In that group, students who transferred to a for-profit sometimes earned more than their peers who transferred to other institutions. For example, both men and women who transferred to for-profits earned an average of 18 percent more than students who transferred to public colleges.
One reason for the discrepancy was that the second group was tracked over a shorter period of time. Those students first enrolled in community college a few years earlier than the other, larger group, and therefore had less time in the labor market.
Additionally, students fared better while they were enrolled in for-profits, according to the study.
“The for-profit students can work more intensively while they are studying,” Belfield said. And the associated impact on earnings persists for up to five years.
But the smaller “opportunity costs” of attending a for-profit were erased over time. And the second group of transfer students likely had not yet had enough time in their jobs to see their earnings losses offset from enrolling in nonprofit colleges.
A spokesman for the Association of Private Sector Colleges and Universities said the study exposes differences between the for-profit sector and nonprofit institutions.
“Our students are more likely to work during school and can have more difficulty in the classroom,” Noah Black said in a written statement. “But the path to success for these new traditional students is still through higher education, and our goal is to give them that opportunity they would not have otherwise."
Belfield said he hoped the findings would help students focus more on their long-term earnings.
“Most of these students are still pretty young,” he said, and should be asking, “What’s college going to do for my career?”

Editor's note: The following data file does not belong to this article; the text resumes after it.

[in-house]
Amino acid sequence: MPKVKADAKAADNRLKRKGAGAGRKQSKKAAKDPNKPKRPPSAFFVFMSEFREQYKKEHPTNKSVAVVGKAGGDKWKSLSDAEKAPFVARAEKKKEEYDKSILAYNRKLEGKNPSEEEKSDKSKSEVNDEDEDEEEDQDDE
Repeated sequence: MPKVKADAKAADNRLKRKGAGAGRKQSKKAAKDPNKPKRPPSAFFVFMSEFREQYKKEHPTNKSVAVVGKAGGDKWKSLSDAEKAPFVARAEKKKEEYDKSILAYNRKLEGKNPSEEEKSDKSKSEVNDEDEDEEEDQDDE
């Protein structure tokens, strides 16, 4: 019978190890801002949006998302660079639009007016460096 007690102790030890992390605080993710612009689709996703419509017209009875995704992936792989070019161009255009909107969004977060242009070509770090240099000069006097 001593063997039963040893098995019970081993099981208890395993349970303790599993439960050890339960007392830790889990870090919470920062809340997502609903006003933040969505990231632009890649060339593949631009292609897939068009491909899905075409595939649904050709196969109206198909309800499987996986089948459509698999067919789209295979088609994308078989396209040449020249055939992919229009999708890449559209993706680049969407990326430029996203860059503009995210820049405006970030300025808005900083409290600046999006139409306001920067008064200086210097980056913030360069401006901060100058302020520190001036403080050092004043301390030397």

'Better than Nothing'?
The study sheds light on the characteristics of community college students who tend to transfer to for-profits. On average, this group fares worse academically before transferring.
“Students in the for-profit sector accumulated far fewer credits before they transferred, were more likely to transfer without an associate degree and had much lower GPAs at their college of first enrollment,” the study found.
In addition, black and Hispanic students in the larger cohort were more likely to transfer to a for-profit -- by a substantial margin.
That difference between students who transferred to for-profits or nonprofits offers a caveat to the research, Belfield said, because they suggest that there may be various reasons why many of the for-profit students did not thrive at public, two-year colleges.
Belfield also cautioned against judging all for-profits alike. The industry is large and “pretty heterogeneous,” he said. And the study did not break out its findings along institutional lines.
However, while the research found that all students earned more if they continued their studies after community college, transferring to a for-profit appears to not pay off as well, at least on average.
“Something is better than nothing,” Belfield said, but “you’re taking a bigger risk if you go into the for-profit system.”